Boy Scout camp welcome center dedicated to fallen Fort Bragg paratrooper
September 26, 2008
FORT BRAGG, N.C. - Most paratroopers are proud of their tough reputation, so Staff Sgt. Andrew Nelson used to get a lot of teasing from his Army buddies about being a Boy Scout.
But Nelson, who was an Eagle Scout before enlisting in the Army, took it all in stride with the good humor and upbeat attitude that made his troops love him.
Sadly, Nelson was killed in Iraq last year while serving with the 82nd Airborne Division's 1st Squadron, 73rd Cavalry Regiment. Last month, the Boy Scouts of America paid tribute to Nelson and his lifelong support of the organization by renaming the welcome center at his boyhood camp in his honor.
The Andrew P. Nelson Welcome Center at Camp Wilderness, in Park Rapids, Minn., was officially dedicated on Aug. 23 during a ceremony attended by family, friends, and members of Nelson's platoon from the 82nd Abn.
It was a fitting way to remember a man who never hid his love for the Boy Scouts or the values the Scouts instilled in him, said Sgt. Michael Kulkarini, of Detroit, who served with Nelson in Iraq and journeyed to Minnesota to attend the dedication.
"I think he would have loved to be remembered in that kind of way," Kulkarini said. "(Being a Boy Scout) was a big part of his life. He really cherished those memories."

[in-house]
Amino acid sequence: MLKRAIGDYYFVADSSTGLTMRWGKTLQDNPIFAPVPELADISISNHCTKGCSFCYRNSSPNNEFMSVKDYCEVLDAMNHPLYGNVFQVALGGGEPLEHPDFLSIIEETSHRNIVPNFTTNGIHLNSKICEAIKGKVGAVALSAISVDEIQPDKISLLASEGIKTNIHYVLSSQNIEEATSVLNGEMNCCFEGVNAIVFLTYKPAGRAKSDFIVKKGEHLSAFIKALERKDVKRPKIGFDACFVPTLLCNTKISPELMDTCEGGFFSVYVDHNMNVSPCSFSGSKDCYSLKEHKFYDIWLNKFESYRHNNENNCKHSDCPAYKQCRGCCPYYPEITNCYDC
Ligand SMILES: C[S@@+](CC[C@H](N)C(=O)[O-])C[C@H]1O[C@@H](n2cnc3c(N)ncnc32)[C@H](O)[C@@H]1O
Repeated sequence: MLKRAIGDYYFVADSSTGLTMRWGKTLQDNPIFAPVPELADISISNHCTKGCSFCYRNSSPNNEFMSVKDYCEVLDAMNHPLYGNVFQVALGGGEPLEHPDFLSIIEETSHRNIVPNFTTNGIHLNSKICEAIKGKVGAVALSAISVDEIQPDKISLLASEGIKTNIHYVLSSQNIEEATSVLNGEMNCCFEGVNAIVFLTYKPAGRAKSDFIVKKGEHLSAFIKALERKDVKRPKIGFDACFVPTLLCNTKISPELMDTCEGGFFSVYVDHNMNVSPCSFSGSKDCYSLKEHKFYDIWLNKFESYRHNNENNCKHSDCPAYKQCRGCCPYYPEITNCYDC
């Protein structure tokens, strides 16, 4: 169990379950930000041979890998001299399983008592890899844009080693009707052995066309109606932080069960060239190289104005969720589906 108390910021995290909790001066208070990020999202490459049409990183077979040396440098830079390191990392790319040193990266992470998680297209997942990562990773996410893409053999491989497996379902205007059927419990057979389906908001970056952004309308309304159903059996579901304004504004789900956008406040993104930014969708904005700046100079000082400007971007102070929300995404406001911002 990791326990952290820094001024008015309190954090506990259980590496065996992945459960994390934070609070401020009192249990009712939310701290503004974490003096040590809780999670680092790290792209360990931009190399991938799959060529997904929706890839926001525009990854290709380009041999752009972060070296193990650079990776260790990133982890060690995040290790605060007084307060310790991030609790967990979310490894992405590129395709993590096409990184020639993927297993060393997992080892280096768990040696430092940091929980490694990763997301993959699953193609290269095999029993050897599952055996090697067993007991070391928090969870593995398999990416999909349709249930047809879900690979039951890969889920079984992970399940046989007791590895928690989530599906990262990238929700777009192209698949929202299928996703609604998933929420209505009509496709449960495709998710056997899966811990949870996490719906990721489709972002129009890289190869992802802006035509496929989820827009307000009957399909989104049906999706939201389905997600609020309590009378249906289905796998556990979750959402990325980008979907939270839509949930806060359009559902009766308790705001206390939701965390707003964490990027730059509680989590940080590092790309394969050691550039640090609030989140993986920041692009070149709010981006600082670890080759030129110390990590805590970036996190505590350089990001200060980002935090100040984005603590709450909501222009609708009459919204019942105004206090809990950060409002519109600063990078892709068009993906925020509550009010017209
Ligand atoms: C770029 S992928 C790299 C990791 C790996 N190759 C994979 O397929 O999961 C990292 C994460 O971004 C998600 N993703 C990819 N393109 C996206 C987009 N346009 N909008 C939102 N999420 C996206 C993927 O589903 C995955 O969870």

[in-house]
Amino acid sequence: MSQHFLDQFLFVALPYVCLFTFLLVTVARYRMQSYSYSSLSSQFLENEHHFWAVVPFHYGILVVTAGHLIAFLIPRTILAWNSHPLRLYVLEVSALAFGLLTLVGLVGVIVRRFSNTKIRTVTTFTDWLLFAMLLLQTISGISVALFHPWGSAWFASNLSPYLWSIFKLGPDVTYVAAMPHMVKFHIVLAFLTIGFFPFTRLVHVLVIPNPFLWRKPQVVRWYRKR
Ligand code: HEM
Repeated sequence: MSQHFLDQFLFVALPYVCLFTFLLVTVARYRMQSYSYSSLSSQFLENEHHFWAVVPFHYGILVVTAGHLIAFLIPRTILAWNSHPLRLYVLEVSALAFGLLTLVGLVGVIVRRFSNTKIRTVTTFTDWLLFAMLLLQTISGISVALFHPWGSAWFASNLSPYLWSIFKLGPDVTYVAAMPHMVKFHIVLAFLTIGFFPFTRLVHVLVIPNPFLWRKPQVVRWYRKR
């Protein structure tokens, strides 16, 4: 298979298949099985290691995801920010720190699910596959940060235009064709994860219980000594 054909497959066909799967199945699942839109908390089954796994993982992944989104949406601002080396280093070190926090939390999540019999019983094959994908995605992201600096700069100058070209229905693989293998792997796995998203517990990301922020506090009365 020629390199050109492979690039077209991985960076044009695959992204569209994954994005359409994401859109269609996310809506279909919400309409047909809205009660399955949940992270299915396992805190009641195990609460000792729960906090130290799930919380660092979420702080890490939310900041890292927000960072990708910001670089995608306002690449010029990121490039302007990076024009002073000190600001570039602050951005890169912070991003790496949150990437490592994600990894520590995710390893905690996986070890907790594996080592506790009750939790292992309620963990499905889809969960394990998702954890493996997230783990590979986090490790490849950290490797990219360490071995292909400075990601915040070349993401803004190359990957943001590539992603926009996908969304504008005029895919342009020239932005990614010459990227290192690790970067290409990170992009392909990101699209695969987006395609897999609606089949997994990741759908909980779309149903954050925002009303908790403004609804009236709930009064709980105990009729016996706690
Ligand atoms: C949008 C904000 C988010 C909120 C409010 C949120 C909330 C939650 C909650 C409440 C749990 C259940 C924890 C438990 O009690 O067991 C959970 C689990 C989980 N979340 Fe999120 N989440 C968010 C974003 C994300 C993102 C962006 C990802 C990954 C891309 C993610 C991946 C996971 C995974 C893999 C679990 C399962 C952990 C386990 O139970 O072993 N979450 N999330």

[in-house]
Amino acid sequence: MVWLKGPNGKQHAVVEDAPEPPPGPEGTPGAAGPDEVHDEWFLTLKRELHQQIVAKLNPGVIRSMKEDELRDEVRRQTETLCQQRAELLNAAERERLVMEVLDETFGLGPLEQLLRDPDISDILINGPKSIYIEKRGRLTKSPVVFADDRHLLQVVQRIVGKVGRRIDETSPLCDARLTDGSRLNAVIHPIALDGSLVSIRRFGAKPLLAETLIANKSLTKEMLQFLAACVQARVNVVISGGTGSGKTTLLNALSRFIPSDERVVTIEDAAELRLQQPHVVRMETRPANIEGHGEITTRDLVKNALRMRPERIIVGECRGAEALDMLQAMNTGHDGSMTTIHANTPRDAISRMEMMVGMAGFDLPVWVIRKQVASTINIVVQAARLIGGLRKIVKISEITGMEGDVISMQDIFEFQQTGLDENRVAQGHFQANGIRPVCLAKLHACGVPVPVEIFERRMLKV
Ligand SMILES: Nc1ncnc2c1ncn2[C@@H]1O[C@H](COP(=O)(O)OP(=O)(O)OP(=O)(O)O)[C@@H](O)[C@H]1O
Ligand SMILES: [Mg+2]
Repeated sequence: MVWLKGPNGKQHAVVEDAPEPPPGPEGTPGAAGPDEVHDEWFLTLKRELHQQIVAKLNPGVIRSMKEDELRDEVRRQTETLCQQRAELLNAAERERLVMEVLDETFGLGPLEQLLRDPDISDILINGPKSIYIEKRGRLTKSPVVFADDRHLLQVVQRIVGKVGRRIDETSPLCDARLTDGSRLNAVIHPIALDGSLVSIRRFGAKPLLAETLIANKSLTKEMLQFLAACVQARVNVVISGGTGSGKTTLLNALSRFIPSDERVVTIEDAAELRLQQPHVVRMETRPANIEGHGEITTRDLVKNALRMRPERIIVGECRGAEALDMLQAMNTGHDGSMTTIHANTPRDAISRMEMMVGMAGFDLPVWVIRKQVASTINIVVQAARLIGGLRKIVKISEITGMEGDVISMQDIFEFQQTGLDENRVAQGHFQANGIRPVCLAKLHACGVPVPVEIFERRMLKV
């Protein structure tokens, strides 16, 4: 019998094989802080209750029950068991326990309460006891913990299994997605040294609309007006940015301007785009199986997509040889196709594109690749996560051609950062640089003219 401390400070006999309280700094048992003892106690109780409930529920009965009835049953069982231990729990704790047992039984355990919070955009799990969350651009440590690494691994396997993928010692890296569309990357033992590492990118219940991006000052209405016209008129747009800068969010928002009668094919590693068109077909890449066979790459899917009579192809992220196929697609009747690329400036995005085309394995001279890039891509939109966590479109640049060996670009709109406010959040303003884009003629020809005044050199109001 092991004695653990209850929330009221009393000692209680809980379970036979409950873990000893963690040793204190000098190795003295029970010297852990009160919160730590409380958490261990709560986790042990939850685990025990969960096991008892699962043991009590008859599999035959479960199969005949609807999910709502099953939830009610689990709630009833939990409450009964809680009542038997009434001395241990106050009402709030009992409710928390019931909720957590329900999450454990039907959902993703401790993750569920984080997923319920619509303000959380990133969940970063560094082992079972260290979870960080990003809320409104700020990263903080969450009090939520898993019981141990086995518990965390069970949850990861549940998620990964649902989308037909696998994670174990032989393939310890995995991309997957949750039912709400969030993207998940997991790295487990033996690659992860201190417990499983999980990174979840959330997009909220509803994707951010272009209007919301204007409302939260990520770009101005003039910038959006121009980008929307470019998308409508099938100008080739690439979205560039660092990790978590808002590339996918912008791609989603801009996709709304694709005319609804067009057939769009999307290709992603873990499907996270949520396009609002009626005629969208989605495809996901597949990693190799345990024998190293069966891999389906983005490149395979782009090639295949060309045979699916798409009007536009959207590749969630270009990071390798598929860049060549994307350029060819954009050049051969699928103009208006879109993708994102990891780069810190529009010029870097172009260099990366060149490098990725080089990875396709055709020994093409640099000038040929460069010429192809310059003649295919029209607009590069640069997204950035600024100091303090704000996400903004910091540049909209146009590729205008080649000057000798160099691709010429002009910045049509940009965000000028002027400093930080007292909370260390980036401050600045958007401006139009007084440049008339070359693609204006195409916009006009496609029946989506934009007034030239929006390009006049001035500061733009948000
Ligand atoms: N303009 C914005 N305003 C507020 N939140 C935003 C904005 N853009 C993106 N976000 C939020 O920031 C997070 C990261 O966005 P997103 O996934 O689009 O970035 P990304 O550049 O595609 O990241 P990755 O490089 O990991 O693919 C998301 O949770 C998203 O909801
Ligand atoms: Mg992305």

Nelson spent much of his childhood exploring Camp Wilderness' 2,400 acres and he returned for scouting events often over the years. Now, the 1,700 Boy Scouts and 800 Cub Scouts who arrive at the camp every summer will see Nelson's face on a large poster when they check in at the welcome center.
"This camp was a part of Andrew Nelson. It's fitting he should be here to welcome Scouts," said Boy Scouts of America executive Mark Holtz during the ceremony.
The skills Nelson learned in the Scouts served him well in the inhospitable conditions of Iraq, recalled members of his platoon.
"Whether it was tying something off or rigging a shelter up real quick or telling us which roots we could eat, he knew all that stuff," Kulkarini remembered.
"He was comfortable out in the woods," said Sgt. Nathan Kaiser, another of Nelson's squad members, "and that made all of us more comfortable and more lighthearted because of it."
Nine members of Nelson's platoon made the trip to Minnesota to be present at the dedication and to meet with his family. It was the least they could do, said Kulkarini.
"We really loved Andrew. We felt a privilege and a responsibility to show (his family) that they may have lost a son, but they still have a connection with all of us," he said.